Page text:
Swix: Yeah, numbers of cases or numbers of deaths. Or like the information about what is happening inside the Covid hospitals, and so on.
A-Radio: Ok. Thanks a lot for this condensed information. Last time at the beginning of the uprising you mentioned the importance of the protest also being spread out and not just being in the Minsk, like it’s been in the years before. How is the situation in like the rural areas now? Did the protests die down there because of the reasons that you mentioned, or is there still some, also protests going on outside of Minsk?
Swix: Unfortunately it’s almost died out, because the repression in the smaller cities is harsher. Probably I talked about it before, that there is not so many people as in Minsk, they are not so much concentrated, and the local cops could easily identify the people who are active. So at the moment, there’s hardly any city that has a Sunday rally, I mean the provincial cities, so basically many people probably even come to Minsk to protest, but there’s always some information about a small solidarity protest happening here and there, or like a picture of people waving a flag or something like this. So people are there, but they are afraid to show their activities openly. And I think, basically it’s a little bit of controversy, that they are hoping that Minsk is going to change the situation and Minsk is always, I mean Minsk residents are always saying that, hey, we need regional areas to take away some of the cops. The cops are now concentrated in Minsk because the regions are not protesting. And basically there is always a call for the regions to also rise up, if they can, but it looks like it’s not really happening. And in general I would say that at the moment the protest is fuelled by the neighbourhood movement, and in the regions the neighbourhood movement is probably not so widespread, it didn’t have enough time to form, properly, and now it’s really easy for the cops to smash it, unlike in Minsk, where they tried to smash the neighbourhoods and they are arresting a lot of musicians who come to support the neighbourhood concerts, or people who provide lectures, like everyone who is to some extent helpful, they got repressed.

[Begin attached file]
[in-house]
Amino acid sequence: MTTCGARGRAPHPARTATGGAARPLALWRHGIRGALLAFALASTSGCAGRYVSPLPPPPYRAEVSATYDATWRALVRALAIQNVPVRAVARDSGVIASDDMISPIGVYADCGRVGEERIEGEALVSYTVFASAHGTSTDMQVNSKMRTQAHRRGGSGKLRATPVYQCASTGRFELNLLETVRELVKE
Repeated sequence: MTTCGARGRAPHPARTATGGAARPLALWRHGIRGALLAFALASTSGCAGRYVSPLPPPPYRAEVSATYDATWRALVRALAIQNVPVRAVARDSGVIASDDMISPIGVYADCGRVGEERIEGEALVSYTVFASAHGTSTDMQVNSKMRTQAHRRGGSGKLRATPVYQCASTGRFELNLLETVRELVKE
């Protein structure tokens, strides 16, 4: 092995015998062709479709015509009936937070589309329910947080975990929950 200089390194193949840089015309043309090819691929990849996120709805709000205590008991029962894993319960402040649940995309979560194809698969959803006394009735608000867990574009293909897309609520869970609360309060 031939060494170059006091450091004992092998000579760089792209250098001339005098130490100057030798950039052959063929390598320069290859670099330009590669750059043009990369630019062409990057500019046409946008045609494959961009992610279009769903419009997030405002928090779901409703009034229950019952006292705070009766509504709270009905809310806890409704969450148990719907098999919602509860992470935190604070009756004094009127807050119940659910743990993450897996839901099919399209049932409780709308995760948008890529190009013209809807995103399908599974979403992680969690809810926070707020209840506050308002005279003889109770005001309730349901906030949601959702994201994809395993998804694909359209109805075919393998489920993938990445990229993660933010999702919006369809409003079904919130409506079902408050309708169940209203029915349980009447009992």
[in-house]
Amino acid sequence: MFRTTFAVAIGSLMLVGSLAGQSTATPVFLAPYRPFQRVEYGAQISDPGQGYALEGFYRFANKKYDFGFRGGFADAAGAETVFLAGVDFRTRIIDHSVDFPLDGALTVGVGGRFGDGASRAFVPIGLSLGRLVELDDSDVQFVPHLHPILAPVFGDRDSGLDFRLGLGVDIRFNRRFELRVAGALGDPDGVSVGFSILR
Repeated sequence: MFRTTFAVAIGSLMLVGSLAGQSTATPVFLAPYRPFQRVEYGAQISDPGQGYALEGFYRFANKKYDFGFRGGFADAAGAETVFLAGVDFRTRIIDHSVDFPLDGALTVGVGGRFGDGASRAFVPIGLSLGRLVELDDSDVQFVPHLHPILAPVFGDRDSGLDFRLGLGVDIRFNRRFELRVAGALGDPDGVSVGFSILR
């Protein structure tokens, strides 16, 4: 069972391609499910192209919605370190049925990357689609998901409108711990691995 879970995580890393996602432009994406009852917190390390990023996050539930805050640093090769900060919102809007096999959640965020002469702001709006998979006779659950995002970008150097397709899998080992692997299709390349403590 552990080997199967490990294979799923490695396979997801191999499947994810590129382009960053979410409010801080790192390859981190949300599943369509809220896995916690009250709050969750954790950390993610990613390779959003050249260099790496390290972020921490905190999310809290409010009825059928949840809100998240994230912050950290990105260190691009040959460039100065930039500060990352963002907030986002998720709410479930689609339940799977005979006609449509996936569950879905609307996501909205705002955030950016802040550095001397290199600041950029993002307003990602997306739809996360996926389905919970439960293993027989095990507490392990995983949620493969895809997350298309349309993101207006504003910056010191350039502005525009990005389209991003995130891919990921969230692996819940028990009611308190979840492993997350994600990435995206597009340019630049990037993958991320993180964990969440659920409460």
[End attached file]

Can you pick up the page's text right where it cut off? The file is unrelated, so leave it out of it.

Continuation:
A-Radio: You mentioned this change in tactics, with having more decentralised marches. You also mentioned the repression in the digital, organisational, realm with Telegram admins being repressed. Is there any change in this realm too with use of technology now that Telegram admins got detained, do you think there is any change there already that you can see?